Just one step. Just one mile. Just one dollar. Just one kiss. Just one person. When we look at life through the lens of ‘one,’ everything becomes that much more attainable. ~Mark Ebeling
The other day, I ran out of ink for my printer. Since there was no ink available for my printer on Ometepe Island, I sent Maxwell, my librarian, to the mainland to buy ink. It is time to make him a new work contract, so I figured he would be happy to ferry to the mainland so I could print him a new contract…and he was!
I gave him an old cartridge and asked him to buy just one black cartridge. He called from the mainland to ask me, “Do you want the $13 cartridge or the $35 cartridge?” “What’s the difference?” I asked. “One cartridge is 1/4 full of ink and the other is full of ink,” he said.
I laughed because I had never heard of selling an ink cartridge only 1/4 full. I told him to buy the $35 black ink and a 1/4 full tricolor ink because who knows when we will have to replenish the ink supply and make another trip to the mainland.
“The true entrepreneur is a doer, not a dreamer.” ― Nolan Bushnell
Luis, our 15-year-old yard worker, wants to go to his cousin’s quinceañera in Costa Rica in November. Although, he only works for us on Saturday, he wanted to work after school to save money for his trip. We are preparing for a new roof in November, and we needed someone to remove the old roof tiles.
“Luis, how would you like to make enough money to travel by removing our old tiles and selling them?” we asked him.
Thus began the lessons in entrepreneurship and starting a business.
“Look for chances to take the less-traveled roads. There are no wrong turns.” ― Susan Magsamen
We have always tramped the road less traveled. It keeps us young and energetic. When we moved to Ometepe Island permanently in 2010, we built our house during the worst flood of the century. The lake rose into our property beyond our coconut trees. 👇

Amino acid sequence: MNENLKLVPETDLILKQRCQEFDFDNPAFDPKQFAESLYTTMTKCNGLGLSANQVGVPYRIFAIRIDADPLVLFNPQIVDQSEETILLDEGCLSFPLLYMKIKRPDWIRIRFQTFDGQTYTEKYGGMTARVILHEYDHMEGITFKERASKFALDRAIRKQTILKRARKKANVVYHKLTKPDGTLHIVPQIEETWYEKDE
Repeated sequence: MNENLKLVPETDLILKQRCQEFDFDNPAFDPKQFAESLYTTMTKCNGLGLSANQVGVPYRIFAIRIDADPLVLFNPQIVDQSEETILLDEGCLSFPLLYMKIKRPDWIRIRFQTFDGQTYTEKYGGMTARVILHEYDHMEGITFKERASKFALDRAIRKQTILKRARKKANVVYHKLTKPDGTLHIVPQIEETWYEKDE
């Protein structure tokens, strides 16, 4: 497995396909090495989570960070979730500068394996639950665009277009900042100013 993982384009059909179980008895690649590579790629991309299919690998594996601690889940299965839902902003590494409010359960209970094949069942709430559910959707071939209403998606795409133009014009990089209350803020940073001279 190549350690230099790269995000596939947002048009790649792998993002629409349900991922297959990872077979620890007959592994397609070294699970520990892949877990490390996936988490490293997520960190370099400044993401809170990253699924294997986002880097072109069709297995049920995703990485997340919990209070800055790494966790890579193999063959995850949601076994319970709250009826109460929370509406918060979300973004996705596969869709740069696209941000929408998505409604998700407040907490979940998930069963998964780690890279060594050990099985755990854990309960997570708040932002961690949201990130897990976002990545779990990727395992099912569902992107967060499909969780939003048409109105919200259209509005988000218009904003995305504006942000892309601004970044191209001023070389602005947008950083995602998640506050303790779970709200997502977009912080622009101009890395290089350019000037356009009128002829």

As a result, the road in front of our house was destroyed and never repaired. We dealt with the inconvenience by shoveling, ditching, and filling in holes and ruts with rocks and coconuts. All by hand! Our road less traveled became a hindrance and impossible to maintain without heavy road equipment.
Last week, we had an amazing surprise. Cappy ran to our gate and barked at the tanker truck, the road grader, the dump truck, and the bucket truck roaring back and forth in front of our house. What in the world was happening? And who was paying for this?
“The test of our progress is not whether we add more to the abundance of those who have much; it is whether we provide enough for those who have too little.” ― Franklin D. Roosevelt
Economic growth is one of the main factors in determining the progress of a country and its potential to satisfy the wants of individuals in their society. I am convinced Nicaragua has made significant progress in utilizing their abundance of natural resources to produce more efficient wind and solar energy. Technological development has played a role in Nicaragua to connect the population to the outside world through fiber optic internet cables. Ometepe Island public parks now have free wi-fi access due to a fiber optic cable strung under the lake from the mainland.
Yet, I wonder if all progress and advancements I see in Nicaragua truly benefit the majority of the people living below the poverty line. Are we adding to the abundance of the minority of Nicaraguans who have so much, and are we providing enough to the majority who have so little?
Last week I traveled to Managua for my regular check-up with my eye doctor. Arriving at the port in San Jorge, I noticed a new ferry, a desperately needed ferry because many people on Ometepe Island must travel to the mainland daily for work. This progress benefits everyone. And I have seen much growth in transportation with new airports, shuttles, taxis, and lots of cute tuk tuks that buzz around newly constructed roads like little mosquitoes.
The San Jorge port had a magnificent facelift. Restaurants, vendors, hotels, and major work on the sea walls benefits everyone, too. Continue reading →
“Why do you go away? So that you can come back. So that you can see the place you came from with new eyes and extra colors. And the people there see you differently, too. Coming back to where you started is not the same as never leaving.” ― Terry Pratchett
We are off island for a grand journey to Cuba, Mexico, and then the United States. It has been a busy week. I won’t be posting from Cuba, but when we get settled in Mexico, prepare for a hundred shots of the old cars of Cuba. On my first date with my husband, he picked me up in a 1950 Chevy! And it got better…on our second date, he picked me up in a 1956 limo. We are old car lovers.